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Aalborg Universitet
Review of Aircraft Electric Power Systems and Architectures
Zhao, Xin; Guerrero, Josep M.; Wu, Xiaohao
Published in:
Proceedings of the 2014 IEEE International Energy Conference (ENERGYCON)
DOI (link to publication from Publisher):
10.1109/ENERGYCON.2014.6850540
Publication date:
2014
Document Version
Early version, also known as pre-print
Link to publication from Aalborg University
Citation for published version (APA):
Zhao, X., Guerrero, J. M., & Wu, X. (2014). Review of Aircraft Electric Power Systems and Architectures. In
Proceedings of the 2014 IEEE International Energy Conference (ENERGYCON) (pp. 949-953). IEEE Press. (I E
E E International Energy Conference. ENERGYCON proceedings). DOI: 10.1109/ENERGYCON.2014.6850540
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This document is a preprint of the final paper:
X. Zhao, J. M. Guerrero, and X. Wu “Review of aircraft electric power systems and architectures,”
in Proc. IEEE International Energy Conference (EnergyCon’14), 2014.
Review of Aircraft Electric Power Systems
and Architectures
Xin Zhao #1, Josep M. Guerrero *2, Xiaohua Wu #3
#
Automation School Northwestern Polytechnical University
127 Youyixi Road, Xi'an Shaanxi, 710072, P. R. China
1
3
[email protected]
[email protected]
*Microgrids Research Programme www.microgrids.et.aau.dk
Energy Technology Aalborg University
Pontoppidanstraede 101, 9220 Aalborg East. Denmark
2
[email protected]
Abstract—In recent years, the electrical power capacity is
increasing rapidly in more electric aircraft (MEA), since the
conventional mechanical, hydraulic and pneumatic energy
systems are partly replaced by electrical power system. As a
consequence, capacity and complexity of aircraft electric power
systems (EPS) will increase dramatically and more advanced
aircraft EPSs need to be developed. This paper gives a brief
description of the constant frequency (CF) EPS, variable
frequency (VF) EPS and advanced high voltage (HV) EPS.
Power electronics in the three EPS is overviewed.
Keywords: Aircraft Power System, More Electric Aircraft,
Constant Frequency, Variable Frequency, High Voltage.
I. INTRODUCTION
In early stage of the aircraft history, aircraft is driven by
mechanical, electrical, hydraulic and pneumatic hybrid
systems. An the end of 1970’s, the idea of using electricity as
dominant power source emerged and during this period the
concept of More Electric Aircraft was proposed [1][2][3].
The first commercial aircraft “Fly by Wire” (FBW) was
introduced by Airbus with A320 series in 1980’s. The FBW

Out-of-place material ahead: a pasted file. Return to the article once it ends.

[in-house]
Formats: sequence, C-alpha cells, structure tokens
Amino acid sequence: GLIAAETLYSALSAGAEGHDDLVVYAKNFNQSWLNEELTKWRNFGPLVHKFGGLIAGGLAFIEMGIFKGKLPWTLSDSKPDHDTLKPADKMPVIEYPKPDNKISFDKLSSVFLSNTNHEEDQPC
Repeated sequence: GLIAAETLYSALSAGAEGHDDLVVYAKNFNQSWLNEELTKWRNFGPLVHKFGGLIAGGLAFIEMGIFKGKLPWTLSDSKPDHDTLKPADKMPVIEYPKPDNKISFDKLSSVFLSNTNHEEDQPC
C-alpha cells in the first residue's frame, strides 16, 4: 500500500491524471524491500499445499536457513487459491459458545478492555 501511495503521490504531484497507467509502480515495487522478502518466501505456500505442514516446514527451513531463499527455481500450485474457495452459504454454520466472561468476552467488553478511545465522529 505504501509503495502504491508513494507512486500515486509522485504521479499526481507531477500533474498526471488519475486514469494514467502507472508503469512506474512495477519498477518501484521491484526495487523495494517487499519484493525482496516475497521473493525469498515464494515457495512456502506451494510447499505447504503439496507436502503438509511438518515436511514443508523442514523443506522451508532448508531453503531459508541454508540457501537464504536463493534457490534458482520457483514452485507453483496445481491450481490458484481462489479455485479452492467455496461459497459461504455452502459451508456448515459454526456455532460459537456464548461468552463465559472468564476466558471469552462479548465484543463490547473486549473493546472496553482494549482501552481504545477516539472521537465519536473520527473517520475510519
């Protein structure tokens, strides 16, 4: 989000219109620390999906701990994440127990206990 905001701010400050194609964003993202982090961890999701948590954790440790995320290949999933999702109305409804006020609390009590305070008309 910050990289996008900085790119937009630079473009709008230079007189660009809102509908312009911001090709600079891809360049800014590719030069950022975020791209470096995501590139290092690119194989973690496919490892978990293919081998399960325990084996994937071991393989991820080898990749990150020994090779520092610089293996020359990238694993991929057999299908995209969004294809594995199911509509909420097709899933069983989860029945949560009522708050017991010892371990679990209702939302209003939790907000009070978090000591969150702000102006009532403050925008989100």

technology can reduce the weight and volume of aircraft by
replacing part of the mechanical and hydro-mechanical
systems into electrical systems. In FBW system, power
electrical systems generally use 115V with fixed frequency
at 400Hz AC for high power onboard equipment and 28V
DC for low power onboard equipment [4][5]. However,
some onboard systems like flight control actuation, landing
gear, de-icing device and engine starter/generator are still
driven by hydraulic, pneumatic and mechanical hybrid
systems which are inefficiency and heavy [6]. These defects
foreshadow the wider implementation of electric power
system in aircraft.
In order to remedy these defects and make flights much
safer, reliable and environmental friendly, the “Power by
Wire” [7] technology emerges as the times require. In PBW
technology, most of the inefficient, heavy hydraulic systems
were eliminated and replaced by electrical systems which
have relatively higher efficiency, stronger fault-tolerant
ability and lower weight. Therefore, the aircraft EPS capacity
needs to sprint higher to meet the electrical equipment’s
requirements. For example, the electrical capacity of Boeing
787 has increased to 1MW during a normal flight [8].
Apparently, compared with conventional EPS, more
advanced EPS is needed to achieve high availability, stability,
efficiency and low weight, volume in MEA. Besides, less
engine noise, emissions and fuel burn can be realized in
MEA [9][10].
This paper introduces the structure of conventional and
modern aircraft EPS. The advantage of MEA is discussed.
Power electronic converters in aircraft EPS is also presented.
II. CONSTANT FREQUENCY EPS
2.1 Structure of Constant Frequency EPS
In constant frequency aircraft EPS, aircraft generators are
three-stage Permanent Magnet (PM) excited wound field
synchronous machines. A Generator Control Unit (GCU),
which is not depicted in Fig. 1, acts as exciter field controller,
regulating the output voltage.
115V 400Hz
AC Bus
Auxiliary
Power
Unit 1
Engine
Constant
Shaft
Speed
Device
Engine
Constant
Shaft
Speed
Device
28V
DC Bus
AC Loads
DC Loads
Gen 1
AC
DC
Battery
DC Loads
Gen 2
TRU
Auxiliary
Power
Unit 2
AC Loads
Fig. 1 CF Aircraft EPS
DC
DC
Battery
Fig. 1 shows the conventional CF aircraft EPS in which
bus voltage is 115V at 400Hz AC and 28V DC. This power
system employs constant speed device (CSD) [11] which is a
mechanical gearbox. It converts the speed of the engine shaft
from variable into constant. And the constant rotating speed
shaft connected with the generator will then generate a CF
power at 400Hz. As we can see from the figure, AC loads are
directly powered by AC bus while the Transformer Rectifier
Units (TRU) is used to convert the AC power into 28V DC.
2.2 Power Electronics in Constant Frequency EPS
In CF aircraft EPS, AC/DC converter and TRU are the
main power converters. Generally, battery is used as an
emergency power source. AC/DC inverter and Bi-directional
DC/DC converter will connect the battery with the AC bus
and DC bus respectively.
The DC power could be obtained conventionally from a
DC generator. However, the space around the aircraft main
engine is extremely limited to install other AC or DC
generators. In addition, DC cable, which is extremely heavy
and long, is also required to connect the generator with the
DC bus [12]. For these reasons, TRU [12][13][14] is
introduced to convert AC voltage to DC voltage, since it can
be installed close to the DC bus, thus weight and volume of
EPS could be reduced to a relatively lower level. Besides,
TRU could also reduce harmonic currents and achieve lower
THD. Topology of a typical 12-Pulse TRU is shown in Fig.
2.
Id/2
Engine
Shaft
Engine
Shaft
AC
VF
AC Loads
Gen 1
DC Loads
DC
CF
AC Loads
AC
AC
270V DC Bus
Gen 2
ATRU
Auxiliary
Power
Unit 2
VF
AC Loads
DC Loads
DC
Battery
DC
Fig. 3 VF Aircraft EPS
3.2 Power Electronics in Variable Frequency EPS
Since the primary AC bus has a variable frequency,
Back-to-Back converter [16] is needed to power CF loads.
These converters must be designed carefully to meet the
volume, weight and harmonic requirements in aviation
standard, such as DO-160 or MIL-704. Its topology is shown
in Fig. 4.
115Vrms
400Hz
Id
a
B
Auxiliary
Power
Unit 1
115Vrms
360-800Hz
A
c
115V 400Hz
AC Bus
115V 360-800Hz
AC Bus
b
Ld
R
Vd
Fig. 4 Back-to-Back Converter Structure